Since the first Covid-19 case on March 11, Turkey has conducted more than 800 thousand tests.

This makes Turkey ranked number seven in the world in terms of testing Covid-19.

The health system is declining


The lack of intensive care units (ICU), ventilators, and hospital beds are also a common problem in Europe.

Hospital capacity in France, Spain, and Italy has been limited to the maximum.

As a result, ships, trains, and exhibition halls were transformed into giant health centers.

Countries, such as Spain and Italy, experience a serious shortage of ICU and intensive care staff.

Therefore, doctors are forced to prioritize ICU care for patients with the best chance of survival.

Even though the number of Covid-19 cases has increased in Turkey, reaching nearly 120 thousand, the ICU occupancy rate in hospitals has still not reached 70 percent.

Turkey has the largest number of ICU beds per 100,000 people compared to most European countries.

In Turkey, there are nearly 46 ICU beds per 100,000 people, according to 2018 data from the Ministry of Health, while the US has 34.7 beds and Germany has 29.2 beds.

'City Hospital' was built as part of the Turkish Health Transformation Program (HTP).

The program was implemented between 2003-2013 to improve the health sector in Turkey by the AK Party government.

The program then became important and of great importance in the fight against the coronary virus.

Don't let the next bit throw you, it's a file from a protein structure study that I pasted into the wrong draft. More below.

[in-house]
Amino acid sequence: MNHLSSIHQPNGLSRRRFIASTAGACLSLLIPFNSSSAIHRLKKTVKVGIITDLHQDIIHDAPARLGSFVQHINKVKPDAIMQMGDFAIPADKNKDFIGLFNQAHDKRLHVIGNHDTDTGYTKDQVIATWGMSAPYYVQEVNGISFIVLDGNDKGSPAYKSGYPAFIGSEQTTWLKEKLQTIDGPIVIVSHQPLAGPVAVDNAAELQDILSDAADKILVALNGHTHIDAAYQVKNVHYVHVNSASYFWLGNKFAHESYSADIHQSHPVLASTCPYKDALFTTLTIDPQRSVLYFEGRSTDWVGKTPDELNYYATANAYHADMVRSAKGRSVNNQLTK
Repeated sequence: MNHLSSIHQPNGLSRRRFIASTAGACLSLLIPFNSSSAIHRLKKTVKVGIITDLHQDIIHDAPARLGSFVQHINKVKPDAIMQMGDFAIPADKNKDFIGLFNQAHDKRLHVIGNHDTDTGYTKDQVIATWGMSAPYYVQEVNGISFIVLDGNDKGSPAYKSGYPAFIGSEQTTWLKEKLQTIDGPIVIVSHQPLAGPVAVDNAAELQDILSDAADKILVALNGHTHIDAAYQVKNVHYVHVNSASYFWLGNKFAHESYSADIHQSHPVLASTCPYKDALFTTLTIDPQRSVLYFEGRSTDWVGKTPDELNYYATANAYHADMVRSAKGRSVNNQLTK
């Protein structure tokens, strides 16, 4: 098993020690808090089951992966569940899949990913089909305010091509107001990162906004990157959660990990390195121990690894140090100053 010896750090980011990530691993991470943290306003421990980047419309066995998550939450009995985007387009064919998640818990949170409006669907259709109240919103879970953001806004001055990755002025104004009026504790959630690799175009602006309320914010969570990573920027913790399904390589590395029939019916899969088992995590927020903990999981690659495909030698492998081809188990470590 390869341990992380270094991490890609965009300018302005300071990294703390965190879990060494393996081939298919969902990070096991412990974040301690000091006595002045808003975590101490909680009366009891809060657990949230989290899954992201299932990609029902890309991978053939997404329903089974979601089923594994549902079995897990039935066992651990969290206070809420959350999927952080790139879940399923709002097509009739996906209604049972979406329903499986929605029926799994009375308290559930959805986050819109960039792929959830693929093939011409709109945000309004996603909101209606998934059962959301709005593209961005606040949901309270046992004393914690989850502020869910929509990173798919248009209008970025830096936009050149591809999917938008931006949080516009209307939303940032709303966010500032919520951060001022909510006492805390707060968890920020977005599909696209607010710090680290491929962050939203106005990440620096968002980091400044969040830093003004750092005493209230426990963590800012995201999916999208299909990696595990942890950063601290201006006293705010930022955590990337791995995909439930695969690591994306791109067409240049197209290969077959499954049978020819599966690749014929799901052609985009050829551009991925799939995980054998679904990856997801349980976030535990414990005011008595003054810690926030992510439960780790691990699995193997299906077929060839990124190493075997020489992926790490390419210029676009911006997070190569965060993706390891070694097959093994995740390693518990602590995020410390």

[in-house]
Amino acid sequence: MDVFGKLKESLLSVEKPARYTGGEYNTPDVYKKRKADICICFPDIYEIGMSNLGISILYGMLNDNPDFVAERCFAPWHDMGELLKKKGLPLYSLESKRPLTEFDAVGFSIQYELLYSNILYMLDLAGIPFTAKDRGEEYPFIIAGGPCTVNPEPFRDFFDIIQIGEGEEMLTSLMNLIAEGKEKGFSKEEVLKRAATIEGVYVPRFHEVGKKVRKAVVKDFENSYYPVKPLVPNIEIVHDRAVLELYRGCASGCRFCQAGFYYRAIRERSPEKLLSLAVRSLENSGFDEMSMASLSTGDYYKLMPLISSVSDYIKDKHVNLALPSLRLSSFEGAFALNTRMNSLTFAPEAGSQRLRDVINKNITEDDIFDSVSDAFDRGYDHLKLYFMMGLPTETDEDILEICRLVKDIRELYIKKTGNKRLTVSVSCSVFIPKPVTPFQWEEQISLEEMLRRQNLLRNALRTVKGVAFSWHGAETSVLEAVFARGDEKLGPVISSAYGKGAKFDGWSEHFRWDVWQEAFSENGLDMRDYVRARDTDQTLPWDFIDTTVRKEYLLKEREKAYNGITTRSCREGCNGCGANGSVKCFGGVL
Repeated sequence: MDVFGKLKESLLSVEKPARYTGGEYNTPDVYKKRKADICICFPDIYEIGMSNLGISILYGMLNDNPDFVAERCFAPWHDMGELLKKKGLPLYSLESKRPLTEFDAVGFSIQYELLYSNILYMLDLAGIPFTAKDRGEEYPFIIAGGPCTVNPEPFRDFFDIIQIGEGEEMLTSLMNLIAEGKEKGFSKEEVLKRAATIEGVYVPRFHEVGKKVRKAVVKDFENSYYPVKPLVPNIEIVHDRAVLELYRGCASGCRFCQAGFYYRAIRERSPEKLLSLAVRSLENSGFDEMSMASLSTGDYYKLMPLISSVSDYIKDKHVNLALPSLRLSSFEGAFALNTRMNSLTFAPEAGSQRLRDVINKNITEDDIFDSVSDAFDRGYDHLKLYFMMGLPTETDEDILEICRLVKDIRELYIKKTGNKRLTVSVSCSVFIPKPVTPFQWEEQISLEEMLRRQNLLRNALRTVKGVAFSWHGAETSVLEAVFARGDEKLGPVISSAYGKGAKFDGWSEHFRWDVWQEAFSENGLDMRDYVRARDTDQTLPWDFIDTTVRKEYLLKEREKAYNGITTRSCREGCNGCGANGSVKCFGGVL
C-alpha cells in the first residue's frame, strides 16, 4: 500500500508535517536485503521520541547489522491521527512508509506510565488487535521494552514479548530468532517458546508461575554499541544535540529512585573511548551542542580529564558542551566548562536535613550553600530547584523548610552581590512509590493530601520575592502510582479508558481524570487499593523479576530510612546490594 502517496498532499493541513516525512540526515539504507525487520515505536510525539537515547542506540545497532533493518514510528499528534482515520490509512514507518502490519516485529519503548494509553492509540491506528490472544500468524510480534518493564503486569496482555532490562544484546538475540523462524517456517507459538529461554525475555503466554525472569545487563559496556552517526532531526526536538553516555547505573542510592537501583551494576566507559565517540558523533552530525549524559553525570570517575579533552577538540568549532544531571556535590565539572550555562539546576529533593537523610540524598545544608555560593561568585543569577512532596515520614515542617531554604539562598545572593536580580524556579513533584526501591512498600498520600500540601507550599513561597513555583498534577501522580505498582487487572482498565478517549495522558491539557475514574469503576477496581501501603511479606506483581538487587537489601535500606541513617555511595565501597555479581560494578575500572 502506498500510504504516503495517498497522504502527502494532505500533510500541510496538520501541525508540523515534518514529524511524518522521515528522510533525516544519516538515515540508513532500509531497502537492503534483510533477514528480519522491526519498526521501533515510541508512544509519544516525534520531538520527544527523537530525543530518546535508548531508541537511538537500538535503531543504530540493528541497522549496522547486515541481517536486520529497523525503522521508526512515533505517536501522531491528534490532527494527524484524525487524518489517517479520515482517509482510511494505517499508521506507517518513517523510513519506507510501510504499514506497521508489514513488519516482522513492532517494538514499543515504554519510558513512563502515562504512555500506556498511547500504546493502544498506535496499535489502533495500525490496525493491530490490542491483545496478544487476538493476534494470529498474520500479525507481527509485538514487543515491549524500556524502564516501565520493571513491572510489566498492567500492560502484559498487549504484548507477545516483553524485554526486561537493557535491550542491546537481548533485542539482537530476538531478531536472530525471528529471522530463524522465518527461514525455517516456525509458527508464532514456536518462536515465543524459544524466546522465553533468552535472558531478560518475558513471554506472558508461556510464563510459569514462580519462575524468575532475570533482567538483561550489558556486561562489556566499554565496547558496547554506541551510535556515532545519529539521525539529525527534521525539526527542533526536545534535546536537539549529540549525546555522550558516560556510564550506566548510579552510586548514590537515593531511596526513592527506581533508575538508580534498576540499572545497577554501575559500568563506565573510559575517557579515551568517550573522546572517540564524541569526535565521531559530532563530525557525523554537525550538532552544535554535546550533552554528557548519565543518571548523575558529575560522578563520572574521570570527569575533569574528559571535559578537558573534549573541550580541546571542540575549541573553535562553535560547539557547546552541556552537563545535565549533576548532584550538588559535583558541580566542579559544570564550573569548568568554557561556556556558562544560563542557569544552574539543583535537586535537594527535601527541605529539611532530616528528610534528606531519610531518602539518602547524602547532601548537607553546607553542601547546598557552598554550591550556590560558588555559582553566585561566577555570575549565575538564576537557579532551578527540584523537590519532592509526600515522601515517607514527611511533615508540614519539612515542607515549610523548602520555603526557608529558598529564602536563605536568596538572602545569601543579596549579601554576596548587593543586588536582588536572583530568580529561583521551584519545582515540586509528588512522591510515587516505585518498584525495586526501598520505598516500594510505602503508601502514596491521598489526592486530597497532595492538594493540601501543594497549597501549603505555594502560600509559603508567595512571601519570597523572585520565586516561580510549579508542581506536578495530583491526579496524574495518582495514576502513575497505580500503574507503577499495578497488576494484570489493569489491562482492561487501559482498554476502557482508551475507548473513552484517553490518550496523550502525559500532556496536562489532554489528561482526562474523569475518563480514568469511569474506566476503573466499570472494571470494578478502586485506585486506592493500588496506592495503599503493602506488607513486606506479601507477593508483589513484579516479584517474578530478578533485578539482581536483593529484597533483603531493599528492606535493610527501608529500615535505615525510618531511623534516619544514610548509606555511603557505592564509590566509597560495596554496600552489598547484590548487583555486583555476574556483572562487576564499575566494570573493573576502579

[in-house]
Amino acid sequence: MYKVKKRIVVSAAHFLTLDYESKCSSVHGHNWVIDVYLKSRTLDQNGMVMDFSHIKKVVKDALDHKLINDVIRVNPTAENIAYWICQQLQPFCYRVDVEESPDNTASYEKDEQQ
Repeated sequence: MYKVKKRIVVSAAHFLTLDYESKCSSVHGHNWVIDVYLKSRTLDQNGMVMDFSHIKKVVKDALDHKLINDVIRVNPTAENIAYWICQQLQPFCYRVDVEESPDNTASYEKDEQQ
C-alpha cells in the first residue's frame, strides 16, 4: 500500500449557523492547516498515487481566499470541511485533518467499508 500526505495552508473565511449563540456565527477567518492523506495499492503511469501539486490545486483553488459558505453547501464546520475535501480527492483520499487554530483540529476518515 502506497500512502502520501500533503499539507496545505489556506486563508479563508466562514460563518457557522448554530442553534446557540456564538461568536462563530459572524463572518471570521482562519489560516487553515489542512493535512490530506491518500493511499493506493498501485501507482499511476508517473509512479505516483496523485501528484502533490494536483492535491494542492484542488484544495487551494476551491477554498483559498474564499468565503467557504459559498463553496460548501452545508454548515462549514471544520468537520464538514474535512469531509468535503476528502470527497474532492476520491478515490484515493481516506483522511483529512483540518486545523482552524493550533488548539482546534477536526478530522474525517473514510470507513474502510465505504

The Basaksehir City Hospital, which is expected to serve 32,700 patients every day with a total capacity of 2,682 beds and an indoor construction area of ​​1 million square meters, was partially opened on April 20 to serve as a pandemic hospital until the crisis ended.

According to Turkish Health Minister Fahrettin Koca, the hospital will be the largest in Europe in terms of ICU capacity after completion.

Also, the Turkish Ministry of Industry and Technology has started a private-public venture and introduced the first phase of a nationally produced ventilator.

As the first shipment, 100 ventilators were sent to Basaksehir City Hospital, and another 5,000 will be sent in May.

Turkey's mortality rate in this period is also one of the lowest compared to many European countries.

The death rate in Turkey is 2.3 percent compared with 10.5 percent in Spain, 13.2 percent in Italy, 17.3 percent in France, and 13.5 percent in the United Kingdom.

The model is worth emulating


Turkey's struggle against the pandemic is extraordinary.

Crisis management strategies and the country's health care system, which have been significantly improved over the past decade, are lessons for many countries today.

Covid-19 has challenged most European countries to limit and expose deficiencies in most health care systems.

However, this pandemic paved the way for rethinking health strategies in Europe and the world.

Turkey's health service model, which is manifested in strong planning, resilience, and adequate commitment, should be emulated by all countries.

Enes Guzel

- The author is a research representative at the TRT World Research Center.
* The views expressed in this article are the responsibility of the author and do not reflect the editorial policies of Anadolu Agency.